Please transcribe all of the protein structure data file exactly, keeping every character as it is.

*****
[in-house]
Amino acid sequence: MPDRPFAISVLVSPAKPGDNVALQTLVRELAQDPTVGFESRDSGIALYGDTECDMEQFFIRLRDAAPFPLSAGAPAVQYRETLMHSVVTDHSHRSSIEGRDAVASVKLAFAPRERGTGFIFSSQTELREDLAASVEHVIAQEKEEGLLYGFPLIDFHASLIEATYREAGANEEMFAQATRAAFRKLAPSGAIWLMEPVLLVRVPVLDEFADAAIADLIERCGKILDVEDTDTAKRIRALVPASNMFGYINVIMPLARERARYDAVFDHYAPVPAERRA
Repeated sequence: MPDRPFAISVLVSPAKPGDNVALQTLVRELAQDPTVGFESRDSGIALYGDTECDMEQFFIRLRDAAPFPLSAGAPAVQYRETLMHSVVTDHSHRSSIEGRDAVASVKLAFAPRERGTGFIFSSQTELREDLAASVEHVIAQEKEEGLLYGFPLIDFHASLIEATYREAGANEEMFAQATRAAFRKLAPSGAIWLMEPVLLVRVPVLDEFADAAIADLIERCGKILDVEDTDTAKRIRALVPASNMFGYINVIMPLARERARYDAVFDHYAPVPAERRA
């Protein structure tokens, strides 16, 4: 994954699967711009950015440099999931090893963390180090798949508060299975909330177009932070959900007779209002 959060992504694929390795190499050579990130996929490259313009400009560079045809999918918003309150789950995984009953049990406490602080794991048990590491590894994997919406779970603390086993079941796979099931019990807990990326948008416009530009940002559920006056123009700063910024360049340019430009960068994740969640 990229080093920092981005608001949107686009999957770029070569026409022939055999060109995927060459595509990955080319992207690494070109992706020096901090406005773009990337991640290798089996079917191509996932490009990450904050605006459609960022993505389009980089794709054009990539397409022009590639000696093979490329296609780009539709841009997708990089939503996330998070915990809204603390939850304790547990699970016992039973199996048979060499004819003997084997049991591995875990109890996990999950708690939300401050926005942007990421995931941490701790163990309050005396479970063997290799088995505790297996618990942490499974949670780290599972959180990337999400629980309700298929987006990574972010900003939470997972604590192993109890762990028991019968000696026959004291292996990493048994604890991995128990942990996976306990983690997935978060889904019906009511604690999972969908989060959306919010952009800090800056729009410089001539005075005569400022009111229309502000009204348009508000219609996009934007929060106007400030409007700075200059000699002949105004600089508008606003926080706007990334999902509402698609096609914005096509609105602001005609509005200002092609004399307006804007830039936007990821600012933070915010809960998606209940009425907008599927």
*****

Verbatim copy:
[in-house]
Amino acid sequence: MPDRPFAISVLVSPAKPGDNVALQTLVRELAQDPTVGFESRDSGIALYGDTECDMEQFFIRLRDAAPFPLSAGAPAVQYRETLMHSVVTDHSHRSSIEGRDAVASVKLAFAPRERGTGFIFSSQTELREDLAASVEHVIAQEKEEGLLYGFPLIDFHASLIEATYREAGANEEMFAQATRAAFRKLAPSGAIWLMEPVLLVRVPVLDEFADAAIADLIERCGKILDVEDTDTAKRIRALVPASNMFGYINVIMPLARERARYDAVFDHYAPVPAERRA
Repeated sequence: MPDRPFAISVLVSPAKPGDNVALQTLVRELAQDPTVGFESRDSGIALYGDTECDMEQFFIRLRDAAPFPLSAGAPAVQYRETLMHSVVTDHSHRSSIEGRDAVASVKLAFAPRERGTGFIFSSQTELREDLAASVEHVIAQEKEEGLLYGFPLIDFHASLIEATYREAGANEEMFAQATRAAFRKLAPSGAIWLMEPVLLVRVPVLDEFADAAIADLIERCGKILDVEDTDTAKRIRALVPASNMFGYINVIMPLARERARYDAVFDHYAPVPAERRA
């Protein structure tokens, strides 16, 4: 994954699967711009950015440099999931090893963390180090798949508060299975909330177009932070959900007779209002 959060992504694929390795190499050579990130996929490259313009400009560079045809999918918003309150789950995984009953049990406490602080794991048990590491590894994997919406779970603390086993079941796979099931019990807990990326948008416009530009940002559920006056123009700063910024360049340019430009960068994740969640 990229080093920092981005608001949107686009999957770029070569026409022939055999060109995927060459595509990955080319992207690494070109992706020096901090406005773009990337991640290798089996079917191509996932490009990450904050605006459609960022993505389009980089794709054009990539397409022009590639000696093979490329296609780009539709841009997708990089939503996330998070915990809204603390939850304790547990699970016992039973199996048979060499004819003997084997049991591995875990109890996990999950708690939300401050926005942007990421995931941490701790163990309050005396479970063997290799088995505790297996618990942490499974949670780290599972959180990337999400629980309700298929987006990574972010900003939470997972604590192993109890762990028991019968000696026959004291292996990493048994604890991995128990942990996976306990983690997935978060889904019906009511604690999972969908989060959306919010952009800090800056729009410089001539005075005569400022009111229309502000009204348009508000219609996009934007929060106007400030409007700075200059000699002949105004600089508008606003926080706007990334999902509402698609096609914005096509609105602001005609509005200002092609004399307006804007830039936007990821600012933070915010809960998606209940009425907008599927």